“In addition, DOD reported that it could save up to $82 million in development and acquisition cost savings through increased collaboration among the military services,” Dodaro said.
The GAO also found that the concerns of catfish are taken seriously within the federal government. The 2008 Farm Bill assigned the Food Safety and Inspection Service within the U.S. Department of Agriculture with the responsibility of examining and inspecting catfish and for creating a catfish inspection program — even though federal programs with the same duties already existed. Repealing the provision, the GAO said, “could save taxpayers millions of dollars annually without affecting the safety of catfish intended for human consumption.”
Earlier this week, Sens. John McCain (R-Ariz.), and Jeanne Shaheen (D-N.H.) announced plans to offer an amendment to this year’s farm bill to repeal the catfish provision with a commiserate savings of about $14 million per year. The duty will remain with the Food and Drug Administration.
“We found overlap among federal programs or initiatives in a variety of areas, such as joint veterans and defense healthcare services, export promotion activities, drug abuse prevention and treatment programs and veterans’ employment and training programs,” Dodaro said.
The report also identifies 14 areas where cost savings or better revenue collections can be achieved. The Department of Health and Human Services, for instance, could cancel the Medicare Advantage Quality Bonus Payment Demonstration since most of the bonuses will go to plans with average performance and no credible evaluation plan exists. Canceling the demonstration for 2014 would save about $2 billion.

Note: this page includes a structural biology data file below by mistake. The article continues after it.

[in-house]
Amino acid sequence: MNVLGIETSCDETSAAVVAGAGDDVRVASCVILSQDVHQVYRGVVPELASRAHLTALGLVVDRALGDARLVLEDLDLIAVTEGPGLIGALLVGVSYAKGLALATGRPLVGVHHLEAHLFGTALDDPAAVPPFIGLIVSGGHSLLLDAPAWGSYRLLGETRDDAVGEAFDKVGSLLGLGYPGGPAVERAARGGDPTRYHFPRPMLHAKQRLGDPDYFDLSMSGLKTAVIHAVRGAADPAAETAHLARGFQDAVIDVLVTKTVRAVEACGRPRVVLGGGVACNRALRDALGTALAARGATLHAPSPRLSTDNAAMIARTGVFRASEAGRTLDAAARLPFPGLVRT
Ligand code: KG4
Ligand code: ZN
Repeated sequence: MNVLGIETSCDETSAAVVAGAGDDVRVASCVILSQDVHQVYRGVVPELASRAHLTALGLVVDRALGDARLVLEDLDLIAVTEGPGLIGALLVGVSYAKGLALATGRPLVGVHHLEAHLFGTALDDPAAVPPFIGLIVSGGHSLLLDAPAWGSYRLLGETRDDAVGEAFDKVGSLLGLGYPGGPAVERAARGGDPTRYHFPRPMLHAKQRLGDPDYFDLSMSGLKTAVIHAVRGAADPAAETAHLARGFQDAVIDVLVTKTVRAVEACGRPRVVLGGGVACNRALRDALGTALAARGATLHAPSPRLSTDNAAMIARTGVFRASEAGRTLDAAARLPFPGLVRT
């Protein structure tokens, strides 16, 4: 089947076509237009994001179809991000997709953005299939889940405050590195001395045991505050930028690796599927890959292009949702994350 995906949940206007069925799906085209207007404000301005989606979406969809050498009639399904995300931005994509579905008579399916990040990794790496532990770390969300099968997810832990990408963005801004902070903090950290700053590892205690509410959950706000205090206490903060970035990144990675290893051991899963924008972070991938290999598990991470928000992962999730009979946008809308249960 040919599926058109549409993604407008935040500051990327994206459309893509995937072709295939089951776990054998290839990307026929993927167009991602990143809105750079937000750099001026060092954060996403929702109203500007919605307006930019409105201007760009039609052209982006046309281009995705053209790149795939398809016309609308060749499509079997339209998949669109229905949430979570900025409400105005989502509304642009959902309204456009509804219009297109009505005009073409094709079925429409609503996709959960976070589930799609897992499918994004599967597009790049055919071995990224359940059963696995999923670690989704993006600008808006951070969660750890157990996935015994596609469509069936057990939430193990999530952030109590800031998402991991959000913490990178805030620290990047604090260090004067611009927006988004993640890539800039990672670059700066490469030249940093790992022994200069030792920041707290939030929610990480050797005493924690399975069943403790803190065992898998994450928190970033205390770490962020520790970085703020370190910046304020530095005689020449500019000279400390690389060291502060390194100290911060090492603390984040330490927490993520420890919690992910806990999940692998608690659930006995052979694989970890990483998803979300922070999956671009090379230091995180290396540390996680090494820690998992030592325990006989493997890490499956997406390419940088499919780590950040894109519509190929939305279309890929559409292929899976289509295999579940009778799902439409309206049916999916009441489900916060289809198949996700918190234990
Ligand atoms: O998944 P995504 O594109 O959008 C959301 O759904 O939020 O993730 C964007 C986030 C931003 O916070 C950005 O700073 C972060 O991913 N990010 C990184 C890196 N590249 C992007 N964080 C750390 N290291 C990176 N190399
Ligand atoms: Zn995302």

GAO also cited opportunities to save billions more in areas such as expanding strategic sourcing, providing greater oversight for Medicaid supplemental payments, and reducing subsidies for crop insurance.
On the positive side, Dodaro said the federal government has taken some actions that will save millions of dollars. In 2012, for instance, the GAO suggested that the Air Force review and renegotiate food service contracts to better align with the needs of the various installations.
According to Air Force officials, after reviewing the food service contracts at eight installations, the Air Force renegotiated their contracts for a total savings of over $2.5 million per year. Air Force officials told the GAO that the service will now review contracts annually for areas where costs can be reduced.
Sen. Tom Carper (D-Del.), the committee chairman, said he intends to work with Coburn to implement many of the findings presented in the GAO report but acknowledged the job won’t prove easy.
“The issues cut across various departments and longstanding federal programs that have entrenched constituencies and, in many cases, provide the public with much-needed services,” Carper said. “It is time, then, for Congress and the executive branch to roll up our sleeves and get to work solving these issues.”